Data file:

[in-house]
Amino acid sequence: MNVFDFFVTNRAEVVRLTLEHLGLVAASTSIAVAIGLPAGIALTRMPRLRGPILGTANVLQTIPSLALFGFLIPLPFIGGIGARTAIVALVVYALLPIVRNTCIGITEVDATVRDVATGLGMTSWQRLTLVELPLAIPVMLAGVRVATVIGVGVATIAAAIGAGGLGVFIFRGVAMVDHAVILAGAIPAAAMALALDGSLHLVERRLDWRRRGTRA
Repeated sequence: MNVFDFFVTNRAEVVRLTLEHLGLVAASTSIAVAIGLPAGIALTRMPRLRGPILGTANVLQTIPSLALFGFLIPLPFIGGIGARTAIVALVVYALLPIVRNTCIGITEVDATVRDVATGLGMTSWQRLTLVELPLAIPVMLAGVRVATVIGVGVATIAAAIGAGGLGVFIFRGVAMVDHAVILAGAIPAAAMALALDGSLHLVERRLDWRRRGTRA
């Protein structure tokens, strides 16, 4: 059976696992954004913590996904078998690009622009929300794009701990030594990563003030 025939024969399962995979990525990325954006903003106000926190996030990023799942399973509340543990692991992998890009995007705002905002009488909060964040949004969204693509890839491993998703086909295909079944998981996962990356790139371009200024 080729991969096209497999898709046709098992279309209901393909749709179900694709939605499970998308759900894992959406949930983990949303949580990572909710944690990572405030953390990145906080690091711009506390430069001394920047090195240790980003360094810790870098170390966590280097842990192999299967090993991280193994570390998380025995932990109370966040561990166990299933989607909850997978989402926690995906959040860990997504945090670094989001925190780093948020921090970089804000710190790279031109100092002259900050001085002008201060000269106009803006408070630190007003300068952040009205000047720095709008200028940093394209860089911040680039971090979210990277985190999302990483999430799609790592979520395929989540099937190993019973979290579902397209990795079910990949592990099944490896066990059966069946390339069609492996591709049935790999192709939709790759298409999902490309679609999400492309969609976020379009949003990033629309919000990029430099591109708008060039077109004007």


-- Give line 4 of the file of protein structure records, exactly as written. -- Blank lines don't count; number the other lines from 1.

């Protein structure tokens, strides 16, 4: 059976696992954004913590996904078998690009622009929300794009701990030594990563003030 025939024969399962995979990525990325954006903003106000926190996030990023799942399973509340543990692991992998890009995007705002905002009488909060964040949004969204693509890839491993998703086909295909079944998981996962990356790139371009200024 080729991969096209497999898709046709098992279309209901393909749709179900694709939605499970998308759900894992959406949930983990949303949580990572909710944690990572405030953390990145906080690091711009506390430069001394920047090195240790980003360094810790870098170390966590280097842990192999299967090993991280193994570390998380025995932990109370966040561990166990299933989607909850997978989402926690995906959040860990997504945090670094989001925190780093948020921090970089804000710190790279031109100092002259900050001085002008201060000269106009803006408070630190007003300068952040009205000047720095709008200028940093394209860089911040680039971090979210990277985190999302990483999430799609790592979520395929989540099937190993019973979290579902397209990795079910990949592990099944490896066990059966069946390339069609492996591709049935790999192709939709790759298409999902490309679609999400492309969609976020379009949003990033629309919000990029430099591109708008060039077109004007």